Emotional development in adolescence: What can be learned from a high school theater program?
Larson, R., & Brown, J. (2007). Emotional development in adolescence: What can be learned from a high school theater program? Child Development, 78(4), 1083-1099.
Grounded-theory analyses were used to formulate propositions regarding the processes of adolescent emotional development. Progress in understanding this difficult topic requires close examination of emotional experience in context, and to do this the authors drew on qualitative data collected over the course of a high school theater production. Participants’ (ages 14-17) accounts of experiences in this setting demonstrated their capacity to actively extract emotional knowledge and to develop strategies for managing emotions. These accounts suggested that youth’s repeated “hot” experience of unfolding emotional episodes in the setting provided material for this active process of learning. Youth also learned by drawing on and internalizing the emotion culture of the setting, which provided concepts, strategies, and tools for managing emotional episodes.
Adolescents are agents in their emotional development. Under beneficial conditions, such as the theater production environment of this study, adolescents can be capable producers of their own emotional development. Students in Les Misérables described exercising executive control at two levels. At the first level, they learned conscious strategies to use in response to emotions in themselves, others, and the group. At the second, meta level, they described themselves as agents in the process of acquiring these strategies. They compared emotions across people and situations and arrived at conclusions about how various emotions unfolded and how to handle them.
The students’ active processes occur in response to the set of “hot” emotional episodes in a setting. Les Misérables appeared to be a beneficial context for emotional development because it provided a fairly safe and predictable matrix of repeated emotional episodes (hot emotions). Emotional experiences ranging from an “adrenaline rush” from doing well, to episodes of stress, anger and frustration were valuable to students in learning to understand and manage emotions.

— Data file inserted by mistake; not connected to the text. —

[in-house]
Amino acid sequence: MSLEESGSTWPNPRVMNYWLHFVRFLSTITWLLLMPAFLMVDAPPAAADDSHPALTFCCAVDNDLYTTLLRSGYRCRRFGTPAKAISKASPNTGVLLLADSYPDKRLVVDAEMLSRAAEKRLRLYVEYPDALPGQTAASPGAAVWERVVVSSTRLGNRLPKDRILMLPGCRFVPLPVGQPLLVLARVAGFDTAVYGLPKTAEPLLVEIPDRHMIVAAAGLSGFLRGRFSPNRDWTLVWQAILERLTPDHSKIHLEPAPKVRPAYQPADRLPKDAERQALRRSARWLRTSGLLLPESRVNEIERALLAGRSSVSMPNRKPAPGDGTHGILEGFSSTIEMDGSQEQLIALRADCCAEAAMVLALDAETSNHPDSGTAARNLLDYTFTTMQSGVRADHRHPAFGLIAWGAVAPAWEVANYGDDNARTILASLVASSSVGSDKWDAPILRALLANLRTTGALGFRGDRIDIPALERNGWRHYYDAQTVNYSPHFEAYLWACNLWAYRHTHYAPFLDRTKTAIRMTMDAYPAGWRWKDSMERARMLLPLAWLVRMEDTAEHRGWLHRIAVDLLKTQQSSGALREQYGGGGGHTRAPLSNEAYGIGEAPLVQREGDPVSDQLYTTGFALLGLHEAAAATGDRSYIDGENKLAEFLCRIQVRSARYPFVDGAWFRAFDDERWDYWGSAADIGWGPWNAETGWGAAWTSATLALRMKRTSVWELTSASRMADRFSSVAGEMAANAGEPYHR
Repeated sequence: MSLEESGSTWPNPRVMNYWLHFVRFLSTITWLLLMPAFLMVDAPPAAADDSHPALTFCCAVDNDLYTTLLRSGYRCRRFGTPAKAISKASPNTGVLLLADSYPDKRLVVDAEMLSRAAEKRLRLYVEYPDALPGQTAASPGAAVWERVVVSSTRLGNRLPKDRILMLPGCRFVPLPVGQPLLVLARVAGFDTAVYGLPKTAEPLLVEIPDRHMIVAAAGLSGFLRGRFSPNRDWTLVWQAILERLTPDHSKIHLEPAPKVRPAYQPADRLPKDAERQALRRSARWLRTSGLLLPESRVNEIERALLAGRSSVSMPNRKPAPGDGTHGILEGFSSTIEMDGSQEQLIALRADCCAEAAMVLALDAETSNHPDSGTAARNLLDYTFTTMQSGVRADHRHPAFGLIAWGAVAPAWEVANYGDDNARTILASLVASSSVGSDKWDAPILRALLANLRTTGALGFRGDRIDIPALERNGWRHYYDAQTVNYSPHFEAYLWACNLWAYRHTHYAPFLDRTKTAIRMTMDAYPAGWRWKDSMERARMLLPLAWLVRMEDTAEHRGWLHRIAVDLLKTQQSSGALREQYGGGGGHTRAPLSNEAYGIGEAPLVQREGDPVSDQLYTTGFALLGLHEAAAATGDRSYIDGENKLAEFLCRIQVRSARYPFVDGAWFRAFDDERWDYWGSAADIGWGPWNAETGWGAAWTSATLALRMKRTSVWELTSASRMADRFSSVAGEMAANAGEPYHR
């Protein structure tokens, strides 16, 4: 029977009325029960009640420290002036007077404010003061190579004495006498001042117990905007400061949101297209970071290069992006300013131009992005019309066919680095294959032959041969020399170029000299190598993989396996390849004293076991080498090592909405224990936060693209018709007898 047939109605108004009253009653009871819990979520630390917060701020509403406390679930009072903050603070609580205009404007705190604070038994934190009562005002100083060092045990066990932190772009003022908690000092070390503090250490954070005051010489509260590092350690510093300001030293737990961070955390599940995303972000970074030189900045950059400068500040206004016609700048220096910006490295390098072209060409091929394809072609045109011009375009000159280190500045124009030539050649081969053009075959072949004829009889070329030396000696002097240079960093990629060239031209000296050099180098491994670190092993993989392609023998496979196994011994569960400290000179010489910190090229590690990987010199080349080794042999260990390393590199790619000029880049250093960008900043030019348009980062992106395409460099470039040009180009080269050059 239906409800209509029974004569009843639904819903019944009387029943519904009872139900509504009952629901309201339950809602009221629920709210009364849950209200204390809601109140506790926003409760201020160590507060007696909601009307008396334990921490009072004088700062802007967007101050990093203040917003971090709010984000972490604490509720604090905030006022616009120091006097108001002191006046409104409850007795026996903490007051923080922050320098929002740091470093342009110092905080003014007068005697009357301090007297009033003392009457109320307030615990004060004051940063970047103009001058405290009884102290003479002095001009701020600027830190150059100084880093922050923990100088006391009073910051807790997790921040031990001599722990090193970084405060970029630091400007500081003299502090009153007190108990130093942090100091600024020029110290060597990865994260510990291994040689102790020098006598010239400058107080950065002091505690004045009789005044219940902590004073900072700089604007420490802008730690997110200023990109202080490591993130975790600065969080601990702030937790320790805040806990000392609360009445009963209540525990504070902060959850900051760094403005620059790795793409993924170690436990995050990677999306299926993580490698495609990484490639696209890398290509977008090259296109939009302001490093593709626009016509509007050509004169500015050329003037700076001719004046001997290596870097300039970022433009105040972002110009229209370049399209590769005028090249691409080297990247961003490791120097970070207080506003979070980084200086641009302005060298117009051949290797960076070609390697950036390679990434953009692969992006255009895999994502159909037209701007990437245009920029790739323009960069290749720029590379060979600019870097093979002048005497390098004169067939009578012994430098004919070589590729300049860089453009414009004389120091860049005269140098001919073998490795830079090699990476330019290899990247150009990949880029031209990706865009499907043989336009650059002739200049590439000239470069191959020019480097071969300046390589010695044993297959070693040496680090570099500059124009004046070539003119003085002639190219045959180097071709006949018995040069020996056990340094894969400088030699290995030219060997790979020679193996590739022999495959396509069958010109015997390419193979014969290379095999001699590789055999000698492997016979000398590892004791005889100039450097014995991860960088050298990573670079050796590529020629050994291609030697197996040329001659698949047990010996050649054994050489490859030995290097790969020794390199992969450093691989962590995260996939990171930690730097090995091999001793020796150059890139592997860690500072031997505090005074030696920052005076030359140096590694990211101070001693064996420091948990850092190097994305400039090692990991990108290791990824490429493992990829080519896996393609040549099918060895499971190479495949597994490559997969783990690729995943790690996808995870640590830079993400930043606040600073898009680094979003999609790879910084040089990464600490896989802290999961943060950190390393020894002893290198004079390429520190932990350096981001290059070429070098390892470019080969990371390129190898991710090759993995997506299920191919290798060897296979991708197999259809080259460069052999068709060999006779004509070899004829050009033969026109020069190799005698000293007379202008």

Students developed abilities to understand and manage emotions in part by drawing on the emotional culture of the setting. The emotional culture of Les Misérables appeared to be important to the student’s development, first because it functioned to ensure that most episodes of strong emotions led to favorable outcomes. The ethos cultivated by the leaders, supported by parents, and shared by peers helped ensure that positive emotions were encouraged, anger was defused, and egotistical pride contained, thus creating an emotionally positive and safe environment favorable to emotional learning. This culture also facilitated the developmental process through the student’s internalization of the emotional tools it provided. The adult leaders modeled positive emotional management and coached students in care, respect, and openness to emotions in themselves and each other. The students adopted these ways of thinking, feeling, and acting from the program culture.
Significance of the Findings:This investigation provides a useful demonstration of the importance of the process of theater as a setting for emotional development. It provides preliminary ideas about how theater can be an active process in which adolescents learn through conscious observation and management of emotional episodes within the context of affordances and tools provided by their participation in the play production.
Methodology:The aim of this study was to develop preliminary propositions regarding processes of adolescents’ emotional development in relationship to the ongoing demands, culture, and experiences of a theater program by collecting qualitative data on students experiences as they prepared for a high school production of Les Misérables.
A sample of ten actors from the cast of 110 actors and crew were chosen by their teacher to participate in the study. The students reflected the ethnic homogeneity of the small Midwestern community and school. The researchers conducted extensive interviews and weekly observations throughout the play-making process. The ten students, along with parents, adult staff and teachers were interviewed at the beginning, middle, and end of the production schedule. An additional follow up interview was conducted with nine of the students two years after the production.
The researchers’ qualitative analyses of the data drew on procedures of grounded theory aimed at identifying themes, patterns, structure, and processes from narrative data. The researchers’ process went from empirical analyses to theoretical postulation, hence the conclusions should be understood not as research findings but as empirically grounded hypotheses.